Moscow’s top lawmaker and the speaker of Russia’s lower house of parliament, Vyacheslav Volodin, wrote on his Telegram channel on Friday that the global market is not limited to seven countries.
“What G7 state officials call a price ‘ceiling’ will become a price floor,” he said. “The marginal price announced by the West will become the lower bar.”
Volodin said that the countries involved in the program had failed to find an alternative for Russian energy and had concluded that they would no longer be able to purchase fuel from Russia “on the cheap.”
The top lawmaker’s remarks came in the wake of a plan by Group of Seven (G7) countries to impose a price cap on Russian oil exports last week, a move that could restrict Russia’s ability to secure tankers and insurance from countries beyond the G7.
Meanwhile, the EU ministers who had gathered on Friday to discuss imposing a price cap on Russian fuel were split on the issue.
Western governments, especially the European countries, have been experiencing a worsening energy crisis after sanctioning Russia for its military operation in Ukraine.
“We are in an energy war with Russia,” Czech Industry Minister Jozef Sikela said, adding that “we have to send a clear signal that we would do whatever it takes to support our households, our economies.”
Soaring costs of gas and electricity have been the main challenge for the European leaders, prompting them to try every possible way to limit the resulting energy price shock.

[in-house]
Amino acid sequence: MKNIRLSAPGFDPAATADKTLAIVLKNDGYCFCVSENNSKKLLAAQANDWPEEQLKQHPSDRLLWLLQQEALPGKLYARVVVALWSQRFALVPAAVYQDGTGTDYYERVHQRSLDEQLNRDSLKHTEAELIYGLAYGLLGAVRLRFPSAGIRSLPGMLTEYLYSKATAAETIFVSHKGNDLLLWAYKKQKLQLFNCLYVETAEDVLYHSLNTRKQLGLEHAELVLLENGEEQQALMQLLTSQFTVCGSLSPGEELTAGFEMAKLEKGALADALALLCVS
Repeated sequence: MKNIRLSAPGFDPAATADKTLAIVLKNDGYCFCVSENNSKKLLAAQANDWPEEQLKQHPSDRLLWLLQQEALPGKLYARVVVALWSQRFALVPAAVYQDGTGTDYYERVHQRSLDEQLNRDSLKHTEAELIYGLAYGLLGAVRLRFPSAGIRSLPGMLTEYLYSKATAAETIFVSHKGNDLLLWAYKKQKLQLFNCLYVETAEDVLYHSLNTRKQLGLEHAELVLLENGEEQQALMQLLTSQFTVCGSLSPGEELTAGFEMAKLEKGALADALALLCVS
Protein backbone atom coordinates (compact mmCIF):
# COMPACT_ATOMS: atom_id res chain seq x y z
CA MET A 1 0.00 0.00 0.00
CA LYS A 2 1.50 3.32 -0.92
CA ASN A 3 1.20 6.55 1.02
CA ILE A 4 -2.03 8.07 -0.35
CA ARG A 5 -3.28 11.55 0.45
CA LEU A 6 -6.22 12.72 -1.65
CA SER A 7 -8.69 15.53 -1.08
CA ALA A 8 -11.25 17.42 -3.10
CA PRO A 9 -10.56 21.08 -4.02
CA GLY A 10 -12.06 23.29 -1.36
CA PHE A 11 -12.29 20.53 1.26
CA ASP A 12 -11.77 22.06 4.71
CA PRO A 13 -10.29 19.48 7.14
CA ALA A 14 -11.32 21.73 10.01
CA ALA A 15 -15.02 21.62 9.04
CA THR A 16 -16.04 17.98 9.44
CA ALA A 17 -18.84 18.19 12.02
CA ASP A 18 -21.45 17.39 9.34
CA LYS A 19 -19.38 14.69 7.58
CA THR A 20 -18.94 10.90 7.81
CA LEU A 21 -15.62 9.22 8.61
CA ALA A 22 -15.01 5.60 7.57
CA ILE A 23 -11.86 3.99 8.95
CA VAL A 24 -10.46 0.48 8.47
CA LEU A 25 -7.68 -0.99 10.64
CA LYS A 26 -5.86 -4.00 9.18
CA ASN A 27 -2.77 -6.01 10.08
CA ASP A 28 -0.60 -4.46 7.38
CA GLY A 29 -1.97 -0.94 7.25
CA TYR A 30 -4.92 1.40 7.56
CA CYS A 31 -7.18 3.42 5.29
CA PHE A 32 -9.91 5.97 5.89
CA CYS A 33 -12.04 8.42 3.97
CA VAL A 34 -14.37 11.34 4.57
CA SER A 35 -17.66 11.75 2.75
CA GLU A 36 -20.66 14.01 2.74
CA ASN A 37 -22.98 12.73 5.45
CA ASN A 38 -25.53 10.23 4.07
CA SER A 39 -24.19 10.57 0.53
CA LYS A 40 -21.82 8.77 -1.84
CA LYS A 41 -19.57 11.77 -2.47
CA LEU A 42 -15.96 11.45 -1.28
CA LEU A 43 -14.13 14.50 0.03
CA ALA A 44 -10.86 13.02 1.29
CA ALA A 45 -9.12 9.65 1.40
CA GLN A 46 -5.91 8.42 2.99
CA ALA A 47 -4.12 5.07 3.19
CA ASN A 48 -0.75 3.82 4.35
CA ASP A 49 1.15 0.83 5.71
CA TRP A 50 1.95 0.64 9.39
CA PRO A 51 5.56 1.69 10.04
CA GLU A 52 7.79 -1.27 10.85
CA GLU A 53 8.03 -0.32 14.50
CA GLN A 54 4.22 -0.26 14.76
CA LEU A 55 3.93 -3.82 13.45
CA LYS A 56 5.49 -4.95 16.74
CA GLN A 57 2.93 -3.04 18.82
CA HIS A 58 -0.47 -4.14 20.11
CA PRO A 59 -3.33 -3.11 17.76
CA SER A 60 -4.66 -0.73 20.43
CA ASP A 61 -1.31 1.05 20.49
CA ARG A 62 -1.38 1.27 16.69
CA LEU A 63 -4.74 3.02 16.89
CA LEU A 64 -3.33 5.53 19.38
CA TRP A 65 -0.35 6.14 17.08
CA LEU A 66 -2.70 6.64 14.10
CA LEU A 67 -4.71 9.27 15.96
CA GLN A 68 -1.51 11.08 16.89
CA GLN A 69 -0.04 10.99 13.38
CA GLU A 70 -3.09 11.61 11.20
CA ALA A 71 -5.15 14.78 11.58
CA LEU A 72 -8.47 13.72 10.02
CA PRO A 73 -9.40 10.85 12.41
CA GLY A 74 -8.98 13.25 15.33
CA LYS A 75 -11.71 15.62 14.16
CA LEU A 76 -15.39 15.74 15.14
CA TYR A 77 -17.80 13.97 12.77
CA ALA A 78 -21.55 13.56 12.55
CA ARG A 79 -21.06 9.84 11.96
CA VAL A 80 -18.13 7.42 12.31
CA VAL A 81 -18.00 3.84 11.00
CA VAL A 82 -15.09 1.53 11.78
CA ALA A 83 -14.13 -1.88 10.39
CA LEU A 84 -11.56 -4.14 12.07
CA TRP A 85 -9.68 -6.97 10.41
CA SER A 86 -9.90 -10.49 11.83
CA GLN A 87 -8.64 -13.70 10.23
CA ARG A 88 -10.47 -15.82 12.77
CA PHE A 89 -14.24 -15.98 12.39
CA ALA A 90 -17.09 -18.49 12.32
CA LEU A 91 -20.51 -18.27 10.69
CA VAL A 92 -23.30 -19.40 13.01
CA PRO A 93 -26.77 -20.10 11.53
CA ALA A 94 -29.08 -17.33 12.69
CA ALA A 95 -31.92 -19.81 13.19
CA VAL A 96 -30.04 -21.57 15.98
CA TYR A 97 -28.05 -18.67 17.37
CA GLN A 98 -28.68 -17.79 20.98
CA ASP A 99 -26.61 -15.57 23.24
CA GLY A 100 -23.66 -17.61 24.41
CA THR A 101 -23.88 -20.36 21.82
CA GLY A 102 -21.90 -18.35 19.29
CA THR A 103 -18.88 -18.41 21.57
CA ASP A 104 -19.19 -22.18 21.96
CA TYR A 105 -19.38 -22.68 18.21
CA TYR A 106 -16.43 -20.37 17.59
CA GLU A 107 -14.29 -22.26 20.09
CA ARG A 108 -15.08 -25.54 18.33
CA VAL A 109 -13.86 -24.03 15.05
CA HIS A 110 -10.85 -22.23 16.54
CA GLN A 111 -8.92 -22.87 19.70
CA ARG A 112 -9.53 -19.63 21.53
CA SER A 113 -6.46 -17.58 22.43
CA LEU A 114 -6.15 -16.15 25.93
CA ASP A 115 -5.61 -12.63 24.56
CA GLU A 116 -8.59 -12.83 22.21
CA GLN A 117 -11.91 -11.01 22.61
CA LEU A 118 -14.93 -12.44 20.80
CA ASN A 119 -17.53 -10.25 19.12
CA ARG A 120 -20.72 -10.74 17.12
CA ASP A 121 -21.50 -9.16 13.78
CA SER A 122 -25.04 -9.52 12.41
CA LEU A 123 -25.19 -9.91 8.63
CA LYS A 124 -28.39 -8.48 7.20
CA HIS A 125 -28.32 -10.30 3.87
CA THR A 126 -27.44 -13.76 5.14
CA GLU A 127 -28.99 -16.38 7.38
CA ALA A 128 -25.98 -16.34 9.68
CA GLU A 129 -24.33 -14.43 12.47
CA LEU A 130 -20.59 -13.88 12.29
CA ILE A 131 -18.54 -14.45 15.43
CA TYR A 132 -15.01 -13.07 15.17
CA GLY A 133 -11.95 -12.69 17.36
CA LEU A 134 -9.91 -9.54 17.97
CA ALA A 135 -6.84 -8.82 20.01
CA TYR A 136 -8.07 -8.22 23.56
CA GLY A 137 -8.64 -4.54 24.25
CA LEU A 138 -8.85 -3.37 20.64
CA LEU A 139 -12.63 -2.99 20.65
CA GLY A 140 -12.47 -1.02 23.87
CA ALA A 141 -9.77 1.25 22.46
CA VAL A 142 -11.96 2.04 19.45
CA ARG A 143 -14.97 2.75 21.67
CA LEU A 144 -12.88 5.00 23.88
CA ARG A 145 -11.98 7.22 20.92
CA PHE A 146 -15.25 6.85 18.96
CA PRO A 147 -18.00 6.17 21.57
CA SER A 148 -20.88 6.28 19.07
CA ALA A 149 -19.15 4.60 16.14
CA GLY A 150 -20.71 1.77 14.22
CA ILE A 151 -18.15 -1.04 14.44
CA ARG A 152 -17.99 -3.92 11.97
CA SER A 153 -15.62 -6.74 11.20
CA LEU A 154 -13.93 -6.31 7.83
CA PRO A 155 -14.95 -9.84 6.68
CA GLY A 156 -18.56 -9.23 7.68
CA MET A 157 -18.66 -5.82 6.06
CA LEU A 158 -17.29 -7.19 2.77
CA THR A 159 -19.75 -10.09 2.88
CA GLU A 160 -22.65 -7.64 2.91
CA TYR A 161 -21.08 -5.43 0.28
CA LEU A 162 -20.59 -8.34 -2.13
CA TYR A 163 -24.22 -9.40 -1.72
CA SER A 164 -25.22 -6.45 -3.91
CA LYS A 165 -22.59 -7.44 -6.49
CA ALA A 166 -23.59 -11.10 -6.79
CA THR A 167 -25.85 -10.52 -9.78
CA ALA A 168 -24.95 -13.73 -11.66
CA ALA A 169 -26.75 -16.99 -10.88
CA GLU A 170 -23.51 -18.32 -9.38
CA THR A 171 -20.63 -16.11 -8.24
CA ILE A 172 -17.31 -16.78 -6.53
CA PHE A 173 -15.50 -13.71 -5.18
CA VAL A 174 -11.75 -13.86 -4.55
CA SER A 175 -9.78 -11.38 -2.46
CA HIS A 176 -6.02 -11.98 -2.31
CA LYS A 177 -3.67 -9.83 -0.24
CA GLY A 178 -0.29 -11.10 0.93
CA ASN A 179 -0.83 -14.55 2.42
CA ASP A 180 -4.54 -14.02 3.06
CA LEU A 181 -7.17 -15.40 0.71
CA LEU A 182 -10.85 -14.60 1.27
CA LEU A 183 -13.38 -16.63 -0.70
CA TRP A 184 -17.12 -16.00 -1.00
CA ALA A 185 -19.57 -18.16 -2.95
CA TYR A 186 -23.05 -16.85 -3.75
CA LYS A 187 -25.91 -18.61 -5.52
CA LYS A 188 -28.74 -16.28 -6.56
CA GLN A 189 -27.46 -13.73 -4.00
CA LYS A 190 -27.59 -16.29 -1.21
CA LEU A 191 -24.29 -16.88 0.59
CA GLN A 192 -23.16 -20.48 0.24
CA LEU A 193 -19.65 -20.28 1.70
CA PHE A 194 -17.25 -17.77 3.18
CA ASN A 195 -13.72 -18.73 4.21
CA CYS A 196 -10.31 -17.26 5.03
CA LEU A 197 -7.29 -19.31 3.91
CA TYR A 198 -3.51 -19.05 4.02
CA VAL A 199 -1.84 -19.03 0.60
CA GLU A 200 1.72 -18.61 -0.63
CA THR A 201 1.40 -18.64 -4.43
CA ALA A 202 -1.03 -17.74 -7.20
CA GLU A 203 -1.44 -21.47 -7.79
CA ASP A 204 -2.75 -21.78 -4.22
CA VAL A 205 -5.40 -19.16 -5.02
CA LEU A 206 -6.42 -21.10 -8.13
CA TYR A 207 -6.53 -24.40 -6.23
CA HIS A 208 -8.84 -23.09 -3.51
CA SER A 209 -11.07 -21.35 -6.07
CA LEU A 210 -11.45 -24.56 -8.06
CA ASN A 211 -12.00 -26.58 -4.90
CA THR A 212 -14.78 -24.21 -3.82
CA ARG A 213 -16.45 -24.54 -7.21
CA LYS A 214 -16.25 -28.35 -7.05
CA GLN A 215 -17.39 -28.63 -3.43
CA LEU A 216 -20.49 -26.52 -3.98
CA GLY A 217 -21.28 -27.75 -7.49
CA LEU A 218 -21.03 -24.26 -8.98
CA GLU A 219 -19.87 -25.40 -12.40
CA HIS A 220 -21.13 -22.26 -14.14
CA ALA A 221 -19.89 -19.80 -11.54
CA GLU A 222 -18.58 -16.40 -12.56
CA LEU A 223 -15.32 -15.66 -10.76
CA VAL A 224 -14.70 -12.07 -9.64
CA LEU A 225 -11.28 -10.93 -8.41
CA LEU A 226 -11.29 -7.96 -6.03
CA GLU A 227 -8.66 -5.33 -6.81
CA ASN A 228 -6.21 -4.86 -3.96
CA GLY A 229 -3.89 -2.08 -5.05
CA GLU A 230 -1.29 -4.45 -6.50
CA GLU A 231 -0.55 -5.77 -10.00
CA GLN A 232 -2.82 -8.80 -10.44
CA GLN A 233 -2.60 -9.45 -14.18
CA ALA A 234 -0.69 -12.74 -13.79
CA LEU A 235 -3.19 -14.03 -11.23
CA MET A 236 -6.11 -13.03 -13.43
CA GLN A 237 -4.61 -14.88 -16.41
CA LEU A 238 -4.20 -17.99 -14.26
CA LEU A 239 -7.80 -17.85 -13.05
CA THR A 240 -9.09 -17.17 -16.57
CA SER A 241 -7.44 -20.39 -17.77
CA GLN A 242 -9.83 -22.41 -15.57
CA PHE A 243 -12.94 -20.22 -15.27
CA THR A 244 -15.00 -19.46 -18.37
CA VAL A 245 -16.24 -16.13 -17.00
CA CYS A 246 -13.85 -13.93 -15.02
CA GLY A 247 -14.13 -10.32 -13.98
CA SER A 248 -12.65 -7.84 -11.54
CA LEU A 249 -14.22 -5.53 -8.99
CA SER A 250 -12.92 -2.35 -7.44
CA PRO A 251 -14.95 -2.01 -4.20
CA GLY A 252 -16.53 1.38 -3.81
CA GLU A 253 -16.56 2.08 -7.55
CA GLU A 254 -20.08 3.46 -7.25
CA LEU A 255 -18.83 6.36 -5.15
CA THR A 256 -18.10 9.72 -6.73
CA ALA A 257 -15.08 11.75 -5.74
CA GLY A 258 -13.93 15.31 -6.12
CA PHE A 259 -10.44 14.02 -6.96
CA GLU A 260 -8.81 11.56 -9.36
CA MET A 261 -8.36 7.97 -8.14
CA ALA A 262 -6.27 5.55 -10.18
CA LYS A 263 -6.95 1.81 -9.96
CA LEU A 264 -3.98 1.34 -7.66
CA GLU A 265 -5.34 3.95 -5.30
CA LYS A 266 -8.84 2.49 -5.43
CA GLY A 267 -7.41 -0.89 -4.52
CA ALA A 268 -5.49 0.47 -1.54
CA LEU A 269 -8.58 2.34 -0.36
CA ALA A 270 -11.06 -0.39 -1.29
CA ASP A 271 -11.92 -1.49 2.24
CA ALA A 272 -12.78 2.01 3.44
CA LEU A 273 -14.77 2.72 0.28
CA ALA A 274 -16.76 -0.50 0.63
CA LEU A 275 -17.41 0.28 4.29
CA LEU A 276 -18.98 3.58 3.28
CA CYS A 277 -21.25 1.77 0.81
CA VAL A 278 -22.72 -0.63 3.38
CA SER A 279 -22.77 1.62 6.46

An EU proposal to cap Russian gas prices has so far failed to win support from a majority of countries, with Russian President Vladimir Putin threatening to completely cut off energy supplies and warning the West it would be “frozen” like a wolf’s tail in a famous Russian fairy tale.
Central and eastern European states, which are more reliant on Russian fuel than others, fear losing all their supplies.
“If price restrictions were to be imposed exclusively on Russian gas, that would evidently lead to an immediate cut-off in Russian gas supplies. It does not take a Nobel Prize to recognize that,” Hungarian Foreign Minister Peter Szijjarto said.
German Economy Minister Robert Habeck suggested that the EU should prepare legislation to decouple the gas price from the price consumers pay for power from other energy carriers.
Accordingly, the European Commission is set to propose a measure this week to claw back revenues from non-gas power generators (such as wind, nuclear and coal generators) and spend the cash on cutting consumer bills.
The commission is set to take the step in a bid to skim off excess profits made by non-gas producers that have lower running costs but have still been able to sell their power at soaring prices.
“The measures the Commission has recommended in taking some of those excess profits and recycling them back into the households makes sense,” Irish Environment Minister Eamon Ryan said.
The EU is bracing for a recession in the wake of skyrocketing gas prices and soaring inflation, as the coming winter is likely to be “one of the worst in history,” according to the EU’s economics commissioner, Paolo Gentiloni.
The European Union has pledged to end its dependence on Russian energy sources, a decision that seems to be backfiring ahead of the cold winter.